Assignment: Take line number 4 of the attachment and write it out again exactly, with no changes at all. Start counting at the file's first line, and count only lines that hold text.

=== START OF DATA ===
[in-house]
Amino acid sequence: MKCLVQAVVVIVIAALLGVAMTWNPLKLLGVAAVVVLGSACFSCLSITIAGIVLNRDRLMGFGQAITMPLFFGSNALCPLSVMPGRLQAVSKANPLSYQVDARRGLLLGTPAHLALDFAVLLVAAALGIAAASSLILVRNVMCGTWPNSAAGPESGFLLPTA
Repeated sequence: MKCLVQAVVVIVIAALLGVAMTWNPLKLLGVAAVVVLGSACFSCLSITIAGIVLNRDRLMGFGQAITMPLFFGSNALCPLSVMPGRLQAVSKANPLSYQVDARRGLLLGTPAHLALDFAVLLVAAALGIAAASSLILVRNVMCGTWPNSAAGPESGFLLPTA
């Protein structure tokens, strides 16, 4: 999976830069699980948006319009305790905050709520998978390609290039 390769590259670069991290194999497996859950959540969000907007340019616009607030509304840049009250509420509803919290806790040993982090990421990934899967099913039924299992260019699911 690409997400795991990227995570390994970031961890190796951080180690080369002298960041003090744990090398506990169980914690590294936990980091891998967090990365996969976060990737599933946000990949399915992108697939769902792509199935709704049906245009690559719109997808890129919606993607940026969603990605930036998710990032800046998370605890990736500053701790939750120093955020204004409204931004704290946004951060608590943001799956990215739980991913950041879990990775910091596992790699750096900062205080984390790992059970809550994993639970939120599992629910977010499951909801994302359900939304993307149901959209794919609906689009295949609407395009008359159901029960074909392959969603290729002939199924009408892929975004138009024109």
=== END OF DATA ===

């Protein structure tokens, strides 16, 4: 999976830069699980948006319009305790905050709520998978390609290039 390769590259670069991290194999497996859950959540969000907007340019616009607030509304840049009250509420509803919290806790040993982090990421990934899967099913039924299992260019699911 690409997400795991990227995570390994970031961890190796951080180690080369002298960041003090744990090398506990169980914690590294936990980091891998967090990365996969976060990737599933946000990949399915992108697939769902792509199935709704049906245009690559719109997808890129919606993607940026969603990605930036998710990032800046998370605890990736500053701790939750120093955020204004409204931004704290946004951060608590943001799956990215739980991913950041879990990775910091596992790699750096900062205080984390790992059970809550994993639970939120599992629910977010499951909801994302359900939304993307149901959209794919609906689009295949609407395009008359159901029960074909392959969603290729002939199924009408892929975004138009024109």